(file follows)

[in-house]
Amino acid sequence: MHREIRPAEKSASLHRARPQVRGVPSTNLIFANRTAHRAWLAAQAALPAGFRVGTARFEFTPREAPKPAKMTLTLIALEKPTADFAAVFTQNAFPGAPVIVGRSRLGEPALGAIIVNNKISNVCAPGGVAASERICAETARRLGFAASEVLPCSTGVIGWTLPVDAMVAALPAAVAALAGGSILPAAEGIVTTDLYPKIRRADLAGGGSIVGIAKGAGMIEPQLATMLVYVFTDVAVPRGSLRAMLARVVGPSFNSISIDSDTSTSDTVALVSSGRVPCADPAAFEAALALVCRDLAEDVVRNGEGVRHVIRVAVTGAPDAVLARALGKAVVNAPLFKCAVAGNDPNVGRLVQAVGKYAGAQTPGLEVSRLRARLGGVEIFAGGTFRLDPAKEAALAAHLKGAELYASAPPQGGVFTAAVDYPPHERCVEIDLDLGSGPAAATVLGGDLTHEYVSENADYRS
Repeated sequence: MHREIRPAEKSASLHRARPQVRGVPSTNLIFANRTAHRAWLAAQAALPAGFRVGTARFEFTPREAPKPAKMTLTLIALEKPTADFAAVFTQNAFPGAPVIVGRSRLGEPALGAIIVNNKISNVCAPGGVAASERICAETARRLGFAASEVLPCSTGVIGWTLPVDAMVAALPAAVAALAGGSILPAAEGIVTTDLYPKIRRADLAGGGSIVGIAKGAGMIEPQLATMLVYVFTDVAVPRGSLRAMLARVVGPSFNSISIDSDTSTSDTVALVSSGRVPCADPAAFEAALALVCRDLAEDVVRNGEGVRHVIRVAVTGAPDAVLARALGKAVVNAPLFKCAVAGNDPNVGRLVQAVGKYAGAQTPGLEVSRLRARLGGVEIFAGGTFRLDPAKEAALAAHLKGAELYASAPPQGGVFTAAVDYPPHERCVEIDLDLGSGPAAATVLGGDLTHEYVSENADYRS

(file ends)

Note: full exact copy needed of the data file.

[in-house]
Amino acid sequence: MHREIRPAEKSASLHRARPQVRGVPSTNLIFANRTAHRAWLAAQAALPAGFRVGTARFEFTPREAPKPAKMTLTLIALEKPTADFAAVFTQNAFPGAPVIVGRSRLGEPALGAIIVNNKISNVCAPGGVAASERICAETARRLGFAASEVLPCSTGVIGWTLPVDAMVAALPAAVAALAGGSILPAAEGIVTTDLYPKIRRADLAGGGSIVGIAKGAGMIEPQLATMLVYVFTDVAVPRGSLRAMLARVVGPSFNSISIDSDTSTSDTVALVSSGRVPCADPAAFEAALALVCRDLAEDVVRNGEGVRHVIRVAVTGAPDAVLARALGKAVVNAPLFKCAVAGNDPNVGRLVQAVGKYAGAQTPGLEVSRLRARLGGVEIFAGGTFRLDPAKEAALAAHLKGAELYASAPPQGGVFTAAVDYPPHERCVEIDLDLGSGPAAATVLGGDLTHEYVSENADYRS
Repeated sequence: MHREIRPAEKSASLHRARPQVRGVPSTNLIFANRTAHRAWLAAQAALPAGFRVGTARFEFTPREAPKPAKMTLTLIALEKPTADFAAVFTQNAFPGAPVIVGRSRLGEPALGAIIVNNKISNVCAPGGVAASERICAETARRLGFAASEVLPCSTGVIGWTLPVDAMVAALPAAVAALAGGSILPAAEGIVTTDLYPKIRRADLAGGGSIVGIAKGAGMIEPQLATMLVYVFTDVAVPRGSLRAMLARVVGPSFNSISIDSDTSTSDTVALVSSGRVPCADPAAFEAALALVCRDLAEDVVRNGEGVRHVIRVAVTGAPDAVLARALGKAVVNAPLFKCAVAGNDPNVGRLVQAVGKYAGAQTPGLEVSRLRARLGGVEIFAGGTFRLDPAKEAALAAHLKGAELYASAPPQGGVFTAAVDYPPHERCVEIDLDLGSGPAAATVLGGDLTHEYVSENADYRS